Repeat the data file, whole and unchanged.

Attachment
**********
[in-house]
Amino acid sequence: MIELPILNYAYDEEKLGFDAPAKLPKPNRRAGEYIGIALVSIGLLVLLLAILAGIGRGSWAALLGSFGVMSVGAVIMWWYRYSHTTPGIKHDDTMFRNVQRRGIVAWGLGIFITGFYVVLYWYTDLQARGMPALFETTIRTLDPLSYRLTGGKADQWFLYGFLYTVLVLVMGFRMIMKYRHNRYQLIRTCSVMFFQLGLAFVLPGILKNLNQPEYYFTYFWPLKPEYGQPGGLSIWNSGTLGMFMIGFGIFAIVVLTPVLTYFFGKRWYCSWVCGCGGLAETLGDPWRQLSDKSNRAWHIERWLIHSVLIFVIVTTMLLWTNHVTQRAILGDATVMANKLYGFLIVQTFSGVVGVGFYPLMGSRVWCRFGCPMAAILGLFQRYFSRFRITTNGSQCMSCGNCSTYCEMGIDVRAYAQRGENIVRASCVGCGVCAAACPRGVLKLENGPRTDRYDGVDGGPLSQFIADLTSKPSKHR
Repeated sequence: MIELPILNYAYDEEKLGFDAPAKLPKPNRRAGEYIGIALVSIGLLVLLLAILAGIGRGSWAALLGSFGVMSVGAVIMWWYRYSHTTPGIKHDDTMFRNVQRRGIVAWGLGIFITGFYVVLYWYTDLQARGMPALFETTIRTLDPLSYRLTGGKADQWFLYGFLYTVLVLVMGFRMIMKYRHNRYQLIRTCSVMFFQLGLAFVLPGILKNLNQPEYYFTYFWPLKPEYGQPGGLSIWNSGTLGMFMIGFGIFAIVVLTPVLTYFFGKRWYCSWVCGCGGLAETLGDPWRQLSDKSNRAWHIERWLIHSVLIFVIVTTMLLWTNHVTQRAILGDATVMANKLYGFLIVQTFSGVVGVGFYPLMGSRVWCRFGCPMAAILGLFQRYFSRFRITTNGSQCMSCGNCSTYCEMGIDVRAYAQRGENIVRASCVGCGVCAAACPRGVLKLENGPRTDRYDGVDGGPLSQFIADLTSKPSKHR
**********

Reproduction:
[in-house]
Amino acid sequence: MIELPILNYAYDEEKLGFDAPAKLPKPNRRAGEYIGIALVSIGLLVLLLAILAGIGRGSWAALLGSFGVMSVGAVIMWWYRYSHTTPGIKHDDTMFRNVQRRGIVAWGLGIFITGFYVVLYWYTDLQARGMPALFETTIRTLDPLSYRLTGGKADQWFLYGFLYTVLVLVMGFRMIMKYRHNRYQLIRTCSVMFFQLGLAFVLPGILKNLNQPEYYFTYFWPLKPEYGQPGGLSIWNSGTLGMFMIGFGIFAIVVLTPVLTYFFGKRWYCSWVCGCGGLAETLGDPWRQLSDKSNRAWHIERWLIHSVLIFVIVTTMLLWTNHVTQRAILGDATVMANKLYGFLIVQTFSGVVGVGFYPLMGSRVWCRFGCPMAAILGLFQRYFSRFRITTNGSQCMSCGNCSTYCEMGIDVRAYAQRGENIVRASCVGCGVCAAACPRGVLKLENGPRTDRYDGVDGGPLSQFIADLTSKPSKHR
Repeated sequence: MIELPILNYAYDEEKLGFDAPAKLPKPNRRAGEYIGIALVSIGLLVLLLAILAGIGRGSWAALLGSFGVMSVGAVIMWWYRYSHTTPGIKHDDTMFRNVQRRGIVAWGLGIFITGFYVVLYWYTDLQARGMPALFETTIRTLDPLSYRLTGGKADQWFLYGFLYTVLVLVMGFRMIMKYRHNRYQLIRTCSVMFFQLGLAFVLPGILKNLNQPEYYFTYFWPLKPEYGQPGGLSIWNSGTLGMFMIGFGIFAIVVLTPVLTYFFGKRWYCSWVCGCGGLAETLGDPWRQLSDKSNRAWHIERWLIHSVLIFVIVTTMLLWTNHVTQRAILGDATVMANKLYGFLIVQTFSGVVGVGFYPLMGSRVWCRFGCPMAAILGLFQRYFSRFRITTNGSQCMSCGNCSTYCEMGIDVRAYAQRGENIVRASCVGCGVCAAACPRGVLKLENGPRTDRYDGVDGGPLSQFIADLTSKPSKHR